I see that a lot of people feed the birds. I find myself giving advice about stuff, so I figured I should note down what all I do in my yard, heh.
When we moved in, there was already a pair of large box feeders on posts in the yard outside my window- adorable in the shape of cabins. Didn't take me long to not use them. The squirrels got inside them via the cute chimneys, and the naughty birds could scatter out the whole things in a matter of hours, leaving a ton of waste seed on the ground. Eventually we will replace them with something else I guess.
So then I moved on to tube feeders. Started out with a nyjer seed feeder, and hung it in the tree outside my window- the finches liked it. Then I picked up a couple large port tube feeders- the one I hung in the tree outside my window, another in the pines on the hill. The one outside my window survived, the one in the pines got trashed- dunno if it was squirrels or coons, but I stopped trying to rehang the stupid thing there.
Picked up a hummingbird feeder- looks like a big strawberry. I haven't bothered bringing it in in the winter, and this is my third year using it. Last year I also hung a platform feeder on the pine at the bottom of the hill in hopes of keeping squirrels off the tree outside my window.
This year I got a second nyjer seed feeder, a mesh bag style one- finches seem to like it even better than the tube feeder. I also made jelly feeders for the orioles, and hung suet feeders in the pine off the dining room window.
And of course fruit spikes my love printed out for me since I spotted my first Boston Oriole- those hold apples and oranges- birds love those too, but alas, I really only keep them filled when the fruit is on sale and cheap enough that I can justify picking it up for bird food.
Soooo... First a general rule about feeders- keep them clean. This means letting them empty out between fillings. Birds can hang for a day or so between fillings. This general rule is important- stuff can build up and make feeders icky. Pouring more on top of icky is a bad idea. Bird feeders are food dishes- how much would you want to eat off one plate between washings? Birds are more tolerant, but you get the idea. This can range from having a tube brush or even a stick to poke out anything sticking behind in a feeder to washing a nectar or jelly feeder in your sink with hot soapy water. Even mesh bag feeders benefit from a washing sometimes.
Tube feeders- great for general wild bird seed, or other large seed. Attracts a variety of birds. Beware- naughty birds like grackles, doves, and blackbirds have a tendency to scatter seed a bit.
Cleaning- I use an arrow without it's head for basic cleaning- the shaft can poke stuff, the synthetic feathers as a brush. I pop off the bottoms and scrub them good with the garden hose and a bottle brush then let them bake dry in the sun to give them a good cleaning a few times a year- depending on the season and how gunky the feeder is.
Nyjer seed feeders- sparrows and finches love these, red wing blackbirds seem to as well. I use a slotted tube feeder and a single bag fabric mesh feeder. Beware- nyjer seed is an oil seed, which means it will go rancid. And it can very quickly, a matter of several weeks to a few months of storage depending on conditions. If you fill your feeder and the birds shun it, likely your seed has turned. Be cautious where you hang your mesh feeders- they can tear if they swing and snag on a branch. The are pretty easy to sew shut again.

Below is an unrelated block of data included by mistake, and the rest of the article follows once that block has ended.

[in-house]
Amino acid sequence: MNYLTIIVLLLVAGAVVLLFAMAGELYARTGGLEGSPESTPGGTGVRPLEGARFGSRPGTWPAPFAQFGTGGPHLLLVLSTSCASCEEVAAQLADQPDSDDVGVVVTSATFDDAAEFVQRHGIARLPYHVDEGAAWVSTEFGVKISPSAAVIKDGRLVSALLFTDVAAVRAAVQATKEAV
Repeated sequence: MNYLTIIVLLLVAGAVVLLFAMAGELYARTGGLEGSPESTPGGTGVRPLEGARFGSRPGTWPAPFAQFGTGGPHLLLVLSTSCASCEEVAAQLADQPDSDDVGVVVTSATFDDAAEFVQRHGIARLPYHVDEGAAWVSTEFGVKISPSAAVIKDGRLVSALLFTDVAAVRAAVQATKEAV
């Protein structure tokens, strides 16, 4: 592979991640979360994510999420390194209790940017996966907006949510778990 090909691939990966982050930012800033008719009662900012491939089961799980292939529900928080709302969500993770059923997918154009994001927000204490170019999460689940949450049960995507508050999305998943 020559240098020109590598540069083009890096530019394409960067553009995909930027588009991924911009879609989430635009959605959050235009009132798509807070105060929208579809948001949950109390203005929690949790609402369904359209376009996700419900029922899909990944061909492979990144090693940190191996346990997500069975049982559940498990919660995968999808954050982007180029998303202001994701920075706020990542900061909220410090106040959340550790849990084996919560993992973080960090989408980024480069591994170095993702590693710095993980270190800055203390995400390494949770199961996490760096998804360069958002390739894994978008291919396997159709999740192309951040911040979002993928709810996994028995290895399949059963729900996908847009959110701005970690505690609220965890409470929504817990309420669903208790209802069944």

Note- thistle seed and nyjer seed are the same thing- and nope, not related at all to the wild thistles that grow spikey and have purple blooms- though birds tend to like thistle seed too. Almost all commercially offered thistle seed is nyjer seed.
Cleaning- tube feeders are just like above. I find I have to seriously clean them a bit more often than regular tube feeders- nyjer seed tends to ick out more than wildbird feed. Mesh bag feeders usually just benefit by hanging empty for a while on a nice day while looking dingy- but if they start looking dirty, wash them in hot soapy water, rinse really extra well, and allow to dry fully, in the sun to bake if possible, before filling again. Do this via handwashing with dishsoap- this is a food container, not your laundry here.
Jelly feeders- super easy to make. Just take a small jar like a sample size one, and a bamboo skewer for a perch, and wind thread or string around to attach the skewer to the jar and make a handing loop. Lots of people swear by grape jelly. I wouldn't know since we don't normally have it on hand. But I can vouch for apricot jam, lemon curd, raspberry jam, and lingonberry jam. Orioles and other sweet loving birds like these. Beware- these attract ants, and can get mucked up pretty quickly.
Cleaning- handwashing with hot dish soap and rinsing well and allowing to dry completely before use.
Fruit feeders- Several birds love these, orioles notably so. I have my love print these out, they look like little spikes with two loops on the bottom to make them easy to attach to a branch, and I use a big fake flower petal to help me find them on the tree. But the are easy to make out of a heavy gauge wire like a coathanger too. Beware- birds can eat the shit out of these, so be prepared to use fruit if you are going to start using them.
Cleaning- I find that I don't really have to- usually birds pick fruit clean leaving nothing but rind behind, and that's easy to pull off and plop the new fruit on.
Suet feeders- suet is rendered fat, mixed with birdseed, nuts, berries... Birds love the stuff, especially in winter when high protien/fat food can be minimal. You can buy suet bricks, or make your own if you have a local butcher you can get fat scraps from to render. Beware- squirrels love it too. In the summer the suet can go rancid really fast, and when it's super hot, start melting out of the feeder. Always hang these in a shady spot to help a smidge with that.
Cleaning- usually don't really have to clean these, birds tend to pick these clean too. But sometimes they will get melty icky, or turn rancid and you gotta clean them. Into the garbage goes any clingy bits, and then handwash with hot dishsoap.